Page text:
“In these controls we did not see similar scarring to the blast cases, which increases the likelihood that the pattern is linked with high-explosive exposure,” added Dr Perl.

“Although little is known about the effect of blast shockwave on the human brain, the unique pattern of damage that we found is consistent with known shockwave effects on the human body.”

There's more at the link.

I'm intrigued by this discovery.  I've been exposed to high explosive blasts (artillery shells, grenades, etc.) at close range (sometimes very close).  I can well recall the effect;  it was as if my brain had suddenly been clogged with excessive quantities of cotton wool.  I could think, but only very slowly, struggling to form coherent thoughts and finding it difficult, if not impossible, to act on them with any speed.  I can only describe it as the mental equivalent of a sprinter having to run through thigh-deep molasses.  He'd be straining every muscle and sinew, but unable to move at more than a snail's pace.  That's pretty much what it felt like (although, fortunately, the symptoms disappeared after a few minutes or hours, depending on the severity of the exposure).

Interestingly, I haven't experienced (or, at least, I don't think I've experienced) the physical PTSD consequences described in the article.  My PTSD was more psychological in nature, the result of losing 27 friends (including my fiancée) in the 18 years of near-civil-war that South Africa experienced between 1976 and 1994.  I've written about some of those experiences - see here for one example.  They affected me very profoundly.  I was fortunate to be able to make a fresh start by coming to the USA in the late 1990's, and to find a therapist here who'd had to deal with his own PTSD after serving in Vietnam.  He was able to help me find ways to accept and deal with the bad memories, then put them away and move on with my life.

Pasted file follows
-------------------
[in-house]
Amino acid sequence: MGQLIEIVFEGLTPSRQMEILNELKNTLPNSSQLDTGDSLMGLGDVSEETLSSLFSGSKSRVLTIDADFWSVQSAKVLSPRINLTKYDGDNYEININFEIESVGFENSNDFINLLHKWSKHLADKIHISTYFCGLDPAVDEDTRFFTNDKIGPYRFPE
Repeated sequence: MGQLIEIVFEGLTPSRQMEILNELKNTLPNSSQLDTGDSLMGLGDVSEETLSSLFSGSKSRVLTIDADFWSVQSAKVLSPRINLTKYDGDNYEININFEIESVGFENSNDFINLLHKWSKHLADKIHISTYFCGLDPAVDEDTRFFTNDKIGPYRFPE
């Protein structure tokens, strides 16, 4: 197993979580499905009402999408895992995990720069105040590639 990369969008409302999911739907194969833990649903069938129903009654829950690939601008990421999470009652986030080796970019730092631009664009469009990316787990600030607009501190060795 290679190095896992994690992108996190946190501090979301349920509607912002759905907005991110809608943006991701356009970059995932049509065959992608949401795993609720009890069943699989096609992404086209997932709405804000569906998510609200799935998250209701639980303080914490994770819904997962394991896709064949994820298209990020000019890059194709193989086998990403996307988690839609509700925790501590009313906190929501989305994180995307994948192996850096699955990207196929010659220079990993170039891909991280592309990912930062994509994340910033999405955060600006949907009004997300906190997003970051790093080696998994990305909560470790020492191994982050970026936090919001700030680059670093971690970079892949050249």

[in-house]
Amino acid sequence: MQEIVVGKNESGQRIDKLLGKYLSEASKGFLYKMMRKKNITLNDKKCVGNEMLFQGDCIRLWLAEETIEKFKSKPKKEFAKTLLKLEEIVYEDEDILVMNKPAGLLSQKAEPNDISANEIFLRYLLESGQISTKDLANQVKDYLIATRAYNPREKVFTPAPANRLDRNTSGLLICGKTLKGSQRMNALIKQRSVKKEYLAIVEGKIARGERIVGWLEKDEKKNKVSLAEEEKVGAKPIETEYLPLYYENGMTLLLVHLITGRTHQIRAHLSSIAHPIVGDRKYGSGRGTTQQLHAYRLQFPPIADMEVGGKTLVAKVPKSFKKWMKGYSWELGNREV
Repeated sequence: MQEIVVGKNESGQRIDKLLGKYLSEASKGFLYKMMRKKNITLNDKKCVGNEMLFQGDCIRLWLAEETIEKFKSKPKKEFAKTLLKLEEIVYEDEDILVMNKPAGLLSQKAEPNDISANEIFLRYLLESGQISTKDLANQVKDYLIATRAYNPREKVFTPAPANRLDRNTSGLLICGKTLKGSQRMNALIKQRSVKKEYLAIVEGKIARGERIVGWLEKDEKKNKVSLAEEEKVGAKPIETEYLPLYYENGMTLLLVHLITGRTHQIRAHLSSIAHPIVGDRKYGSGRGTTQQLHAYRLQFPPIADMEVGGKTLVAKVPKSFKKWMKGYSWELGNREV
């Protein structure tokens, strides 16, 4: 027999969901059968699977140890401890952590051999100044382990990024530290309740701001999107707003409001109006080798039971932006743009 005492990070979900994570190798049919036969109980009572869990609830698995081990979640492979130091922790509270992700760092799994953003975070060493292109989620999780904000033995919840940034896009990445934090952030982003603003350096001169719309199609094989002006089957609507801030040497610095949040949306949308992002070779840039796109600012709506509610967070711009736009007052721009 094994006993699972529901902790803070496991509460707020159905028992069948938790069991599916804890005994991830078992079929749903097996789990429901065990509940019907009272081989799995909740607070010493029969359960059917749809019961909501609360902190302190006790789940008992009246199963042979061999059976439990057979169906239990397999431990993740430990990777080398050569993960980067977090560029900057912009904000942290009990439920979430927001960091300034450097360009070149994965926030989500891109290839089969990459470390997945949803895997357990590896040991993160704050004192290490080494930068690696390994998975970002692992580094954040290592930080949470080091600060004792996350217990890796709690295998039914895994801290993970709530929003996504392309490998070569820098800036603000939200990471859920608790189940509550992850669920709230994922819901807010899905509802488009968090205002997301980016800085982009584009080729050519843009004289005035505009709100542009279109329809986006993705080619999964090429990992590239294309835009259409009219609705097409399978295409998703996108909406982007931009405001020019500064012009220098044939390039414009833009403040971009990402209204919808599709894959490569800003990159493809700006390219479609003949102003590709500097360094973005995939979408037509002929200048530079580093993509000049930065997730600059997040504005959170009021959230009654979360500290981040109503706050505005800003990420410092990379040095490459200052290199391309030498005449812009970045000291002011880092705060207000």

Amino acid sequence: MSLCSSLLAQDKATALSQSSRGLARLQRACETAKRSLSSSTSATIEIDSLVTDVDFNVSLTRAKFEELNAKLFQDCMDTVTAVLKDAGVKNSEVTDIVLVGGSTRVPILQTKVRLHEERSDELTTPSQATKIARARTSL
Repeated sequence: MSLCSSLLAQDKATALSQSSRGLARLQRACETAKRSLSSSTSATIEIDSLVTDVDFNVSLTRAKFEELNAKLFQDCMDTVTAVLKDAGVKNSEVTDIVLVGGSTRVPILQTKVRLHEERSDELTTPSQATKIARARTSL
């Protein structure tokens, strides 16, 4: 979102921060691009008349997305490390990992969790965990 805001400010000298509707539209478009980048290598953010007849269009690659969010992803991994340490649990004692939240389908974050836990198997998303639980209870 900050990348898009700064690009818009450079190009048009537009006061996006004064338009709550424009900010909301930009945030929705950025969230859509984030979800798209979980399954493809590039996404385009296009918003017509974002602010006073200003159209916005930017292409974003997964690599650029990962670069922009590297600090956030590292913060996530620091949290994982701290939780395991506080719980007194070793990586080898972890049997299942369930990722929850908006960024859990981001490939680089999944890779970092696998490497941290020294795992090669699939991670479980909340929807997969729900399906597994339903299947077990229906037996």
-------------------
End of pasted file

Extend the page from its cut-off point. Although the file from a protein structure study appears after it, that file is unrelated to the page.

I guess my PTSD (if that's what it was) was transient in nature.  This research appears to have uncovered a more permanent form of PTSD, one that doesn't go away after therapy, and perhaps is physically incapable of going away.  I hope this line of inquiry is pursued further.  If it can help those who suffer from PTSD to find balance and get on with their lives, it'll be invaluable - and, heaven knows, after fifteen years of the War on Terror, we have far too many of them in our midst.